subham wrote:Financebuff would do a great favor by adding these when he is making a case for Roth for people who are maximizing the contributions and are on their way to building enough wealth that could last generations.
To be clear, I'm not against *having* or *holding* Roth accounts. I'm against *contributing to* Roth accounts in lieu of taking a deduction in peak working years. Backdoor Roth, rolling over after-tax 401k to Roth, converting to Roth in [relatively] low income years are all good ways to get money into Roth accounts. The goal is to have Roth accounts toward the end so that you can benefit from all those things above.
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FiveK
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Re: Suggestions for the Wiki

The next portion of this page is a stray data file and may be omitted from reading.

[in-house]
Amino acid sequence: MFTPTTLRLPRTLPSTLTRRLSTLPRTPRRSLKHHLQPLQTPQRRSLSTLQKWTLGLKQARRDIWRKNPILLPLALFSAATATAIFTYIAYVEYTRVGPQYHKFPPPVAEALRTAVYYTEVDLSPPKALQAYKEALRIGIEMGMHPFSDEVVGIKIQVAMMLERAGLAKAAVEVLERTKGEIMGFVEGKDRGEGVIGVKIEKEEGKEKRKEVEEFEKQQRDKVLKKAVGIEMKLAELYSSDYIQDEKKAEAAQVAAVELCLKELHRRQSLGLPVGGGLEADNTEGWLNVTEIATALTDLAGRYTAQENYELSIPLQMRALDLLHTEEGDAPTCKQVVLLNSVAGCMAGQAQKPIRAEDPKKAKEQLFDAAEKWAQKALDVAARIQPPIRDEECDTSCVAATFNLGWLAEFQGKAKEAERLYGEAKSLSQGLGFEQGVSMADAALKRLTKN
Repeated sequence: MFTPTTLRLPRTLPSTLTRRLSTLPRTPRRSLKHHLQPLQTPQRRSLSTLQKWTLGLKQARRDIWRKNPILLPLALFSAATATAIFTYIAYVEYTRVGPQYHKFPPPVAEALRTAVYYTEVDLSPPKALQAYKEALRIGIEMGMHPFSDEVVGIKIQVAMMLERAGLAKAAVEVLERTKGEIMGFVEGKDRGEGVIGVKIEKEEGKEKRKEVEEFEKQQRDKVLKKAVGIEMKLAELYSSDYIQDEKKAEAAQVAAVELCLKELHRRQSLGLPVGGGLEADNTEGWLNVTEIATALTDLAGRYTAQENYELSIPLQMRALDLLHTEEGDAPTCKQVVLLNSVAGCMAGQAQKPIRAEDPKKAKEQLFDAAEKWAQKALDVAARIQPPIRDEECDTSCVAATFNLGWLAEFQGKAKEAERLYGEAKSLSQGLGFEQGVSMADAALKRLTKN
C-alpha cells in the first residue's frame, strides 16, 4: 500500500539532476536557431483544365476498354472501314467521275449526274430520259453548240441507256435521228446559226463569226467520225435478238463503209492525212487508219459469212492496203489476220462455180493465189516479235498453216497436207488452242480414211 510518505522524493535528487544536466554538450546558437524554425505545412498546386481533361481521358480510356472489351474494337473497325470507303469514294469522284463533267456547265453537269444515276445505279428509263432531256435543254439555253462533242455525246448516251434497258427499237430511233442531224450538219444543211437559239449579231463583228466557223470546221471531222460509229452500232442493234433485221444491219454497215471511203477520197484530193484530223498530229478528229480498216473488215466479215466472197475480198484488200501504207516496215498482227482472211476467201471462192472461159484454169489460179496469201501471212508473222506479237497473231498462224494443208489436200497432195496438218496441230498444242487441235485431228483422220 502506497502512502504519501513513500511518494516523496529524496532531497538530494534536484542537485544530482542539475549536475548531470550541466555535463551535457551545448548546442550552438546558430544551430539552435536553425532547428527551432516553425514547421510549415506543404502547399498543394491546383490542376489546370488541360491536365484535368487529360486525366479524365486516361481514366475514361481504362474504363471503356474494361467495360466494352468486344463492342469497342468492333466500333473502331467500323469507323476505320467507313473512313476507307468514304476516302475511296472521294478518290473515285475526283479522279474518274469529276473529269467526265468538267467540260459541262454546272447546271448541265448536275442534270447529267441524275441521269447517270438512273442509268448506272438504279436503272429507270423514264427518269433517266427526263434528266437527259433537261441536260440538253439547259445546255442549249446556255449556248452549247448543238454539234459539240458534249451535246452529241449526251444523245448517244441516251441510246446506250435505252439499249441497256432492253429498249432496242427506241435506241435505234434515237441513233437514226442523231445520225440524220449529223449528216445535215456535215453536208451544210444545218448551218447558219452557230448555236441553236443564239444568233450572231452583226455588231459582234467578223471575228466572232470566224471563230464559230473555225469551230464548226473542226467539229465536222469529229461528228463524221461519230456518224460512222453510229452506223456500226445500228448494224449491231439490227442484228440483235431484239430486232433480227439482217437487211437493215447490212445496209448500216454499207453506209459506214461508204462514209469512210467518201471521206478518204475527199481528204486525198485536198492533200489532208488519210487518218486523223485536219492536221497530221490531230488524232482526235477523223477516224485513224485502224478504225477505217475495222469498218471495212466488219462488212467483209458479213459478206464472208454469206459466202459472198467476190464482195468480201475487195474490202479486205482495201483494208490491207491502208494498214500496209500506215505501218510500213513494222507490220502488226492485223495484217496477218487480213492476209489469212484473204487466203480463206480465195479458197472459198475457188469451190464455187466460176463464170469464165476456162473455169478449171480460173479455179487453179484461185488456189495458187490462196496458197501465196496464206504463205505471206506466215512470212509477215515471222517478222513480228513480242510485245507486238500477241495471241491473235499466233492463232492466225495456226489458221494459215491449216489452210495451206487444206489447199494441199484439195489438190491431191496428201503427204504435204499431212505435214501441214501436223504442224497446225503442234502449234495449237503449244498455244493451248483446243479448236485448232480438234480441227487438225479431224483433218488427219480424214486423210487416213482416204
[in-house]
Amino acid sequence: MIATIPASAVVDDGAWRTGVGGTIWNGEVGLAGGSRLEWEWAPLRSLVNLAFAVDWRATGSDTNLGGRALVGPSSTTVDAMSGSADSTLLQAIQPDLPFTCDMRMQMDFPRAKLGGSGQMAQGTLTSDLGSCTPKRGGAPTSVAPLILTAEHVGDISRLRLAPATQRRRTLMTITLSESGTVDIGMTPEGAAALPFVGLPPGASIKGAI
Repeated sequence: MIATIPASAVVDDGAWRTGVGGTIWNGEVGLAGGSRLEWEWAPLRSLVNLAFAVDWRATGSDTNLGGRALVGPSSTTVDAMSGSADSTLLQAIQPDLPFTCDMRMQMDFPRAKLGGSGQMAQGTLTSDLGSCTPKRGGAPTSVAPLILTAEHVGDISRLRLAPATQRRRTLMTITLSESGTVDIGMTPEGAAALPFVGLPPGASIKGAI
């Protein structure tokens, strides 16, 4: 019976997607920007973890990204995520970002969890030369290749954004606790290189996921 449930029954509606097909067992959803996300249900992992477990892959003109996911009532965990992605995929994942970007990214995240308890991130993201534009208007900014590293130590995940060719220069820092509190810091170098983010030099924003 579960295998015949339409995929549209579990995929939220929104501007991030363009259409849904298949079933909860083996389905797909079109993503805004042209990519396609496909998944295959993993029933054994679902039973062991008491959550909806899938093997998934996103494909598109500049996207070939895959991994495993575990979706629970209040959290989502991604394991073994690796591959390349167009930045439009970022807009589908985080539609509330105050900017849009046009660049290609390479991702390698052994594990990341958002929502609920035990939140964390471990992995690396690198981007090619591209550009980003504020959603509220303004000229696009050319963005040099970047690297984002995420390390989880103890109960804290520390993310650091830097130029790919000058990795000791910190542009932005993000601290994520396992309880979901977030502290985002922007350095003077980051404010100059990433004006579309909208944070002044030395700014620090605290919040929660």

Post by FiveK » Sun Jan 24, 2016 10:27 pm

[Posts moved into here from: Suggestions for the Wiki, see below. --admin LadyGeek]

The spreadsheet referenced on the wiki page (https://www.bogleheads.org/wiki/Traditi ... an_max_out) is
A) https://docs.zoho.com/sheet/published.d ... f76f7aabfd

In the note attached to that spreadsheet link on the wiki page, there is reference to this thread (viewtopic.php?f=10&t=150516), in which one finds a link to a different spreadsheet,
B) https://docs.zoho.com/sheet/published.d ... 37d6fddfc7

Spreadsheets A and B appear to give different answers to the question “At what tax rate on withdrawals from the traditional account are contributions to Roth and traditional equal in after-tax results?” The answer is trivial (i.e., when withdrawal rate = contribution rate) for small contributions, but is more complex when contributions are large enough to require taxable investment.